Coming attractions

Looking toward the Northern Presidentials from the Mount Washington Observatory. Right now it’s 12.2 degrees on the summit, with a wind chill of 4 below zero.

Hazardous hiking in the White Mountains

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Mark Pothier’s Boston Globe Magazine story on amateur hikers who get into trouble in the White Mountains inspired me to post photos from my last hike up Mount Washington, in August 2003.

My son, Tim, his friend Troy, Troy’s mother and I hiked to Mizpah Spring Hut on a muggy Friday afternoon, along the Crawford Path to Lakes of the Clouds Hut on a clear, cool Saturday. The next day it was up and over Mount Washington in a cold wind. We descended via the Jewell Trail.

For me it was a nostalgia trip, because it was largely the same route I followed on my first hike up Washington, with my Boy Scout troop in September 1968 at the age of 12. Back then, you were still allowed to camp above treeline, and we pitched tents by the shore of Lakes of the Clouds under full cloud cover. (I’ve still got photos from our return trip the following year. I should scan them in and post them someday.)

The next day we hiked to the summit in a howling wind, surrounded by clouds and rime ice-covered rocks. My guess is that, today, our leaders would have been denounced as lunatics for taking a bunch of out-of-shape kids to the summit under such conditions. But we all came through it fine. We did have winter coats, gloves and hats, so it’s not like we weren’t prepared.

I was glad to see Pothier make mention of Nicholas Howe’s excellent book, “Not Without Peril,” which documents 150 years of fatal accidents in the White Mountains. In my much younger days I also liked to read the accident reports in the Appalachian Mountain Club‘s journal, Appalachia. Invariably, the victims would head up into the mountains wearing shorts, T-shirts and little else, only to be overwhelmed by winter-like conditions regardless of the time of year. Cell phones and GPSs may have increased the stupidity quotient, as Pothier writes, but it’s nothing new.

Unfortunately, I never managed to hit the trail this summer. Tim and I talked about doing a five-day 50-miler in Vermont, but the summer got away from us, and then I sprained my ankle while running in a downpour a couple of weeks ago. Maybe we can get away for a couple of days during Columbus Day weekend.

On top of the world

Right around lunchtime on Saturday, Sept. 28, 1968, I struggled to the top of Mt. Pierce, also known as Mt. Clinton. I was a 12-year-old Boy Scout, out of shape, out of breath, wondering what I’d gotten myself into.

At 4,310 feet in elevation, Pierce was the first 4,000-foot mountain I had ever hiked; for that matter, it was the first mountain of any size whose summit I had reached. By the end of the day, I would also hike to the top of Mt. Pleasant (now Mt. Eisenhower). We camped at Lakes of the Clouds, an activity that, because of the fragile alpine vegetation, would become a federal crime within a few years. The next morning, beset by clouds, wind and rime ice, we struggled to the top of Mt. Washington (6,288 feet), the highest peak in New England and home to what is often described as the worst weather in the world.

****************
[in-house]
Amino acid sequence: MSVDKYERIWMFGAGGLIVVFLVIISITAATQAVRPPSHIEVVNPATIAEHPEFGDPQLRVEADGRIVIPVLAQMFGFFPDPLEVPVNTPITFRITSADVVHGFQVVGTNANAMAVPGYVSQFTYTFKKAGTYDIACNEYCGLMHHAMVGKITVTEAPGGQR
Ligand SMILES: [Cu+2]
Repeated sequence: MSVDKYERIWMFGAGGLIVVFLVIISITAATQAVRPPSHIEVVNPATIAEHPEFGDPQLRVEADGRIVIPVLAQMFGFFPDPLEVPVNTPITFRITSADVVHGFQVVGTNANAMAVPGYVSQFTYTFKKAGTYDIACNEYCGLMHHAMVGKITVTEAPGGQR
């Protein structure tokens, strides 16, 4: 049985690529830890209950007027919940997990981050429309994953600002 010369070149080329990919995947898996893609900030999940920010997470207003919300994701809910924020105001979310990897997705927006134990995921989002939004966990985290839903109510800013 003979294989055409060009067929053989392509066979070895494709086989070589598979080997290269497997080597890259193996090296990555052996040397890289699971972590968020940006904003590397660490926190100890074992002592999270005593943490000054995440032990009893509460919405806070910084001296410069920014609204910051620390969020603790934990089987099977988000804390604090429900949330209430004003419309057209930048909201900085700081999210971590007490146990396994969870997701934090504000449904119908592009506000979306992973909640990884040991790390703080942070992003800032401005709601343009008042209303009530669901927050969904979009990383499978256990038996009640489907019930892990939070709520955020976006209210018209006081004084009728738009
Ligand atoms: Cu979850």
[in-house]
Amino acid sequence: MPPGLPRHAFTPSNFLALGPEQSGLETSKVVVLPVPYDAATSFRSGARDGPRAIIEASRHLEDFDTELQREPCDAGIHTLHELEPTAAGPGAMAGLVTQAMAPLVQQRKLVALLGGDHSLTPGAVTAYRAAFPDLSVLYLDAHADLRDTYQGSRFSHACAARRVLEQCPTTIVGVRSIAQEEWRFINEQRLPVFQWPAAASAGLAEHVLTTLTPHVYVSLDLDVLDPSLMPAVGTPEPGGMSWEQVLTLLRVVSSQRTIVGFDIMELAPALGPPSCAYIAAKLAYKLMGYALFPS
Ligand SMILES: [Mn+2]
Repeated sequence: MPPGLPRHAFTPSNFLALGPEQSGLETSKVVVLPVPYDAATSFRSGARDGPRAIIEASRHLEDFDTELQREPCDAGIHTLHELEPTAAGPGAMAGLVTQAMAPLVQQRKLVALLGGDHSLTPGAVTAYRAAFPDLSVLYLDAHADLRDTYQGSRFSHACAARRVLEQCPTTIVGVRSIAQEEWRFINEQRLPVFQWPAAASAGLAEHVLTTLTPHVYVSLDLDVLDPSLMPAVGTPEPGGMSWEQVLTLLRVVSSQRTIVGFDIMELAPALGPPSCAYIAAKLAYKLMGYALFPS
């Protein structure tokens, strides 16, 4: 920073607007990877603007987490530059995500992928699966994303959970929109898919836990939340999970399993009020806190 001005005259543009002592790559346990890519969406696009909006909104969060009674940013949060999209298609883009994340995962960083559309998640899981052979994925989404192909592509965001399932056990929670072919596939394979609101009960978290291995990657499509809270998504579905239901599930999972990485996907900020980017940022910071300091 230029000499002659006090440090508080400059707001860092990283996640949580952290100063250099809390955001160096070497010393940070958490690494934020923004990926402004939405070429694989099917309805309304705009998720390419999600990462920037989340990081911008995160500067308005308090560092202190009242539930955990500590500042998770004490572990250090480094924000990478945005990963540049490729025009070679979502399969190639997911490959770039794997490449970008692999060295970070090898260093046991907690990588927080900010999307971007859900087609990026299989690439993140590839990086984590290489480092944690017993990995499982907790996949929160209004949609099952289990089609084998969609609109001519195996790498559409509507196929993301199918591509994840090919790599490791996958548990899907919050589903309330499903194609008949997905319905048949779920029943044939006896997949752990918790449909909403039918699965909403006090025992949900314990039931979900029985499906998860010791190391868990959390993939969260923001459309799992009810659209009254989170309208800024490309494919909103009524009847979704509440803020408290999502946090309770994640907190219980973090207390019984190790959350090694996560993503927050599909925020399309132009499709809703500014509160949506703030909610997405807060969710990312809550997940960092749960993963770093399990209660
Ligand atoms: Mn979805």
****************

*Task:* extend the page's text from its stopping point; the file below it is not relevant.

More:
Once I got over my never-again reaction, I was hooked. I learned that there are 48 peaks in New Hampshire of 4,000 feet or more, and that a few serious hikers set out to reach them all. I plugged away, hitting a lot in the ’70s and a few in the ’80s and ’90s. Starting in 2000, when my son, Tim, was old enough to come with me, I resolved to finish the list before I was too old and decrepit to do it anymore.

This past Saturday, just shy of my 51st birthday, I made it. It took me nearly 39 years, which might be some sort of a record — albeit a very different record from the one set by an ultramarathoner named Tim Seaver a few year ago. Seaver did all 48 mountains in less than four days.

My son and I drove to Lincoln, N.H., on Friday, and set up camp at Big Rock. It rained all night, which made me wonder about the forecast of blue skies for Saturday. As it turned out, the weather was almost perfect — cool and not too sunny, if a bit on the humid side. We started out along the Hancock Notch Trail, from the Kancamagus Highway, at 9:30 a.m. The footing was flat and easy, and by a little after 11 we had reached the split on the Hancock Loop Trail, which would take us to the north and south peaks of Mt. Hancock — summits number 47 and 48.

Which one to take first? The hike up the north peak was a bit longer (0.7 mile as opposed to 0.5), and also steeper, with rougher footing. Tim and I decided to go up the north side so that we wouldn’t have to hike down it and risk our necks. It turned out to be a good decision — there was a lot of loose rock, and there’s no way we would have wanted to try to descend along that route.

The hike to the top was pretty much straight up, and we had to pause frequently to catch our breath. We reached the summit around noon. There was a great view from the nearby outlook, and I wish we’d stayed longer. But I wanted to make it to my final summit as soon as possible.

We hit the summit of the south peak right around 1 p.m. I’d done it. It was also Tim’s 17th 4,000-footer, so he’s well on his way. A guy from Worcester named Steve, who was hiking with his girlfriend and another couple, took our picture. Steve, who’s also 51, has 47 summits under his belt, and is planning to make it to number 48 — Mt. Isolation — next weekend.

We made it back to the car before 4 p.m. and headed off to the Yankee Smokehouse. And thus ended a journey that took in parts of five decades. I’m sending in my application to the Four Thousand Footer Club today.